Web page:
On this page, you can find all the news related to IPBO.

For plant biotechnology outreach news from UGent and VIB: Hightlights Plant Biotechnology Outreach UGent

Cotton in Africa

vib_fact_CottonAfrican_Web front pageCotton is predominantly a smallholder crop and represents a crucial source of income for millions of farmers and their families in more than 20 countries across all regions of Sub-Saharan Africa. Despite its economic potential, the cotton industry is subject to a number of risks, such as price fluctuations of both inputs and cotton on the world market, changing weather conditions, and damages by an extraordinarily wide range of insect pests, which cause significant losses to cotton production and fiber quality. All these risk factors threaten the sustainability of cotton production in Africa. Due to strong insects’ pressure, cotton is heavily sprayed with chemical pesticides. This poses significant health hazards for many farmers and generates extensive environmental pollution. In 2016, a total of 8 African countries either planted, actively evaluated field trials or moved towards grant approvals for the general release of insect-resistant Bt cotton. In South Africa, Burkina Faso and Sudan, Bt varieties spread rapidly because they provided a significant reduction of insecticide use and bollworm damage, an increased yield and higher farmer profits. They also allowed conservation of beneficial natural enemies. However, in 2016, the government of Burkina Faso temporarily suspended the growing of Bt cotton to address a concern about fiber length observed in the varieties farmers have successfully grown over the last eight years.
The Facts Series “Cotton in Africa” reviews the impact of Bt cotton on African agricultural systems. It highlights the importance for donors and governments that invest heavily in the hope that GM crops will bring significant improvements to the livelihoods of resource-poor farmers to first paying attention to the fundamental institutions that support broader agricultural development and technology generation (with or without GM crops).


You can download the publication here

Maize in Africa

Front cover maizeMaize is the most-produced cereal worldwide. In Africa alone, more than 300 million people depend on maize as their main food crop. In addition, maize is also very important as feed for farm animals. Currently, approximately 1 billion tons of maize are grown in more than 170 countries on about 180 million hectares of land. 90% of the world’s production is yellow maize, but in Africa, 90% of the total maize production is white maize. In Africa, maize production is continuously and severely affected by a number of threats, such as weeds, insects, bacteria, viruses, nematodes, fungi, low quality seed, low levels of mechanization, suboptimal post-harvest management, drought and climate change. Therefore, the maize production in Africa is very low: while the average yield worldwide is approximately 5.5 tons/hectare/year, production in Africa stagnates at around 2 tons/hectare/year. To continue to guarantee maize food and feed security in Africa, good agricultural practices, intercropping, new hybrids obtained by conventional and marker-assisted breeding, and genetically modified (GM) plants are valuable tools to develop varieties with increased yield and resistance to pests, weeds, diseases and drought. Several breeding programs also develop new maize varieties with enhanced nutritional value.


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June 24th 2017: Launching of the “Marc and Nora Van Montagu Fund”

DSC05664 Friday, June 24th 2017, the “Marc and Nora Van Montagu Fund” was launched in the BELvue museum in Brussels in the presence of politicians, ambassadors, scientists, colleagues and friends of Marc and Nora Van Montagu. Jo Bury, director of VIB, and Jonathan Gressel, Prof. Em. at the Weizmann institute of Science, emphasized during their talk the importance of Marc Van Montagu for the development of Plant Biotechnology, and the importance of this area for the agriculture for Africa. Marc Van Montagu thanked also his wife Nora, because his career would not have been what is today without her support.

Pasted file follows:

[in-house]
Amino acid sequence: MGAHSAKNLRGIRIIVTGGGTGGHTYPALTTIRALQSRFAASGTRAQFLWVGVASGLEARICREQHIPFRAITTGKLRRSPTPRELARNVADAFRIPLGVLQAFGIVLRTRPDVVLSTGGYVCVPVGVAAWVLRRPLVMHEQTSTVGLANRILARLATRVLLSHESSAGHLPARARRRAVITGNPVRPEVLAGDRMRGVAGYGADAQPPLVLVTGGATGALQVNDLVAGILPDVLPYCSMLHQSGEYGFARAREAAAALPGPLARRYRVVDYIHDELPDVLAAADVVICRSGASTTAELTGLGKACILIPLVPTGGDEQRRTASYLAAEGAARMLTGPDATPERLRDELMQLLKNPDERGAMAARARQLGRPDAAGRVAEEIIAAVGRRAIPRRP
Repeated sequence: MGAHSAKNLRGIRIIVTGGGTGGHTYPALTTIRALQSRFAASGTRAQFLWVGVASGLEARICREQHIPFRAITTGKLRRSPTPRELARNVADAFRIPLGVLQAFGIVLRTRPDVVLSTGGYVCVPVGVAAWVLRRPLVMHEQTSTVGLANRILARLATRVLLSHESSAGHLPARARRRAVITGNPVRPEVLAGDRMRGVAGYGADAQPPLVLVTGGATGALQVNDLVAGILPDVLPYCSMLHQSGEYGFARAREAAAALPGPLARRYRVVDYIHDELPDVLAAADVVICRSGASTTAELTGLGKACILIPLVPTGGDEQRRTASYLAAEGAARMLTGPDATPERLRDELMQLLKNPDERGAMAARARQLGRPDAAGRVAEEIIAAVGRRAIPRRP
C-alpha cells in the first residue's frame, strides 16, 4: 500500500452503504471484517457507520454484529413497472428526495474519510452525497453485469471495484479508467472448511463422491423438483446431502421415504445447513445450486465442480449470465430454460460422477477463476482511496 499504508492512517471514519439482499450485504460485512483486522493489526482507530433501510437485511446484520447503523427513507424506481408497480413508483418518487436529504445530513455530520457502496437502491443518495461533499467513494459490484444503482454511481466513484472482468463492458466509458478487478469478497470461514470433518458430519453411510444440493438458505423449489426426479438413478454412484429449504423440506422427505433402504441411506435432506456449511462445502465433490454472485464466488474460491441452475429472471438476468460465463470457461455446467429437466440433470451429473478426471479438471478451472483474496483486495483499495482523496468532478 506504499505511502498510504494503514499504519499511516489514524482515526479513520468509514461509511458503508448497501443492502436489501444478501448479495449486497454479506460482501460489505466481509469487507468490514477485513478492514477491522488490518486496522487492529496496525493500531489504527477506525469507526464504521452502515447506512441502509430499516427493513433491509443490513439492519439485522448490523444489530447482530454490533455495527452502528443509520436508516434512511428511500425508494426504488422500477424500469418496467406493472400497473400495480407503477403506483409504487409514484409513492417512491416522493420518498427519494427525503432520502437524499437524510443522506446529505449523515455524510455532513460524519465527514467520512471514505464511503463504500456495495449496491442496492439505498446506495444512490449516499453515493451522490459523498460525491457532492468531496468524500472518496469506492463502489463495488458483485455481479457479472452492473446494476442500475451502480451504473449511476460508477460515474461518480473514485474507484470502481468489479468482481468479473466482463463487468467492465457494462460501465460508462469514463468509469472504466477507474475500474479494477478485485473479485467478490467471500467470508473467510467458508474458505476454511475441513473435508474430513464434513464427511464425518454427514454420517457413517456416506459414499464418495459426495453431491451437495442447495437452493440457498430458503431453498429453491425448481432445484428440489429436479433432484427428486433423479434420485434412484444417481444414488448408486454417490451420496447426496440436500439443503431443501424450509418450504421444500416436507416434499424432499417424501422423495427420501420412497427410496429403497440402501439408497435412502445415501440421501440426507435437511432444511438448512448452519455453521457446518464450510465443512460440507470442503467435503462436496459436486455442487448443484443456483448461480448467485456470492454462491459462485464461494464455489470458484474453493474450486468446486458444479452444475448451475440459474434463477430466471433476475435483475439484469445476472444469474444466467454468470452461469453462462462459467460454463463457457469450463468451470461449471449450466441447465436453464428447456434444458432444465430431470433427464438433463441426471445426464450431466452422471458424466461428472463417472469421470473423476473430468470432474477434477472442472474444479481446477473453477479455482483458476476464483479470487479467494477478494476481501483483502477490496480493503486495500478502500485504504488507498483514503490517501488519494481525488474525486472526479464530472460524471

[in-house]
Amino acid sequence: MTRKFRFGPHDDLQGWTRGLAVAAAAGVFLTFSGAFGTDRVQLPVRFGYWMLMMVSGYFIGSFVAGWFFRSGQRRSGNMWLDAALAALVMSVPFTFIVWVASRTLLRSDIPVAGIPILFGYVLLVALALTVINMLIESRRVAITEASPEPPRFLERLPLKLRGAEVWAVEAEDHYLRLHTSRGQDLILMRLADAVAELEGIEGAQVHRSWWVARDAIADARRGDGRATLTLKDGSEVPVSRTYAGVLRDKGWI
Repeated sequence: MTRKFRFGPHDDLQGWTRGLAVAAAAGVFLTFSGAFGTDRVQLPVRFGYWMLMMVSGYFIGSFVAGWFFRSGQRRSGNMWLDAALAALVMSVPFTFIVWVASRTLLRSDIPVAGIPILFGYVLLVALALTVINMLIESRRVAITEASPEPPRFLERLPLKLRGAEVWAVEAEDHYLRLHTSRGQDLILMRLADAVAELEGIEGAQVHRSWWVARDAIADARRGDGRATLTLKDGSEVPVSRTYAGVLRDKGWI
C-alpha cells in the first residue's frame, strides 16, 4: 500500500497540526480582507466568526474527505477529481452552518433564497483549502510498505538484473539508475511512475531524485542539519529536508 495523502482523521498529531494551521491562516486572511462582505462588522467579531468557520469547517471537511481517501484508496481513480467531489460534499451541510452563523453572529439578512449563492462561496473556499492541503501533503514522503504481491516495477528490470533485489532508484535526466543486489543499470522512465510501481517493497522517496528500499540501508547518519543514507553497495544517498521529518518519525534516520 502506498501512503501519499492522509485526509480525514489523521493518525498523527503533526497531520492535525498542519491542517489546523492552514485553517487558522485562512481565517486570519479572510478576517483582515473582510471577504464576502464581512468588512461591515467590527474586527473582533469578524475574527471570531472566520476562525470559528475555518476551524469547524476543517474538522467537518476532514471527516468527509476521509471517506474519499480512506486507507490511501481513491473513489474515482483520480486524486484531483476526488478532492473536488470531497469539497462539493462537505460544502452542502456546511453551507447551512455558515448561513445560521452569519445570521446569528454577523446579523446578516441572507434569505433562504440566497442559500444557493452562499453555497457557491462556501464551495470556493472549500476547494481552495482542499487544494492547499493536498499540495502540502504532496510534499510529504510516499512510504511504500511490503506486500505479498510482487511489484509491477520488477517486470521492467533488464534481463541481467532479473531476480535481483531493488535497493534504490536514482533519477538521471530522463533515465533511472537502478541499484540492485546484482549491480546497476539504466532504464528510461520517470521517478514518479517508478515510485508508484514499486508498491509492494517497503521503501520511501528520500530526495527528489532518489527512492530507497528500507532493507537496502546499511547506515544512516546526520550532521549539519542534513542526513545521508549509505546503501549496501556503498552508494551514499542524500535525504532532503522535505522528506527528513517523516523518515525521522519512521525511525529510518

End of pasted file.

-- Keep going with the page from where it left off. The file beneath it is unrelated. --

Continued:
The MNVM fund will foster project development and partnerships with Africa, a mission we can only achieve with the generous contributions of individuals or institutes who support our cause.
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Release of the IIBN book: Innovative farming and forestry across the emerging world: the role of genetically modified crops and trees

iibn-book-cover This book makes the “business case” for the role of biotechnology innovations for sustainable development in emerging and developing economies. It seeks to support the factual debate on biosciences and technology for developing and emerging economies. The book argues that careful applications of biosciences and technology to clearly identified development challenges can result in positive outcomes of communities, farmers and enterprises, environment and society at large. The book provides a compilation of selected studies from different emerging and developing countries that illustrate either the potential or demonstrated value of a particular biotechnology application for sustainable agricultural innovation and/or industrial development.

Bananas: the green gold of the South

Front cover BananasThere are few people in the world who are not familiar with bananas. With an annual production of 145 million metric tons in over 130 countries, bananas are the fourth most important food crop in the world. One third of all bananas are cultivated in Asia, another third in Latin America and the other in Africa. Only 15% of the worldwide production of bananas is exported to Western countries, which means that 85% of bananas are cultivated by small farmers to be consumed and sold at local and regional markets. Africa is highly dependent on banana cultivation for food, income and job security. Even so, yields fluctuate at around nine percent of their maximum capacity, for reasons including suboptimal conditions for agriculture such as drought and lack of soil nutrients, but above all because of the multitude of diseases and pests that attack the plants. To guarantee food security in Africa, Asia and Latin America, as well as worldwide export of bananas in the future, there is an urgent need for improved banana varieties with an increased yield and nutritional value, which are resistant to all pests and diseases. This is currently primarily done by classical breeding, but this breeding process is not easy and takes up a lot of time. Efforts are also being undertaken to introduce resistance to disease through biotechnology and genetic transformation of bananas. This will open the way for the generation of new and improved banana varieties that contribute to sustainable, environmentally friendly and economically viable agriculture.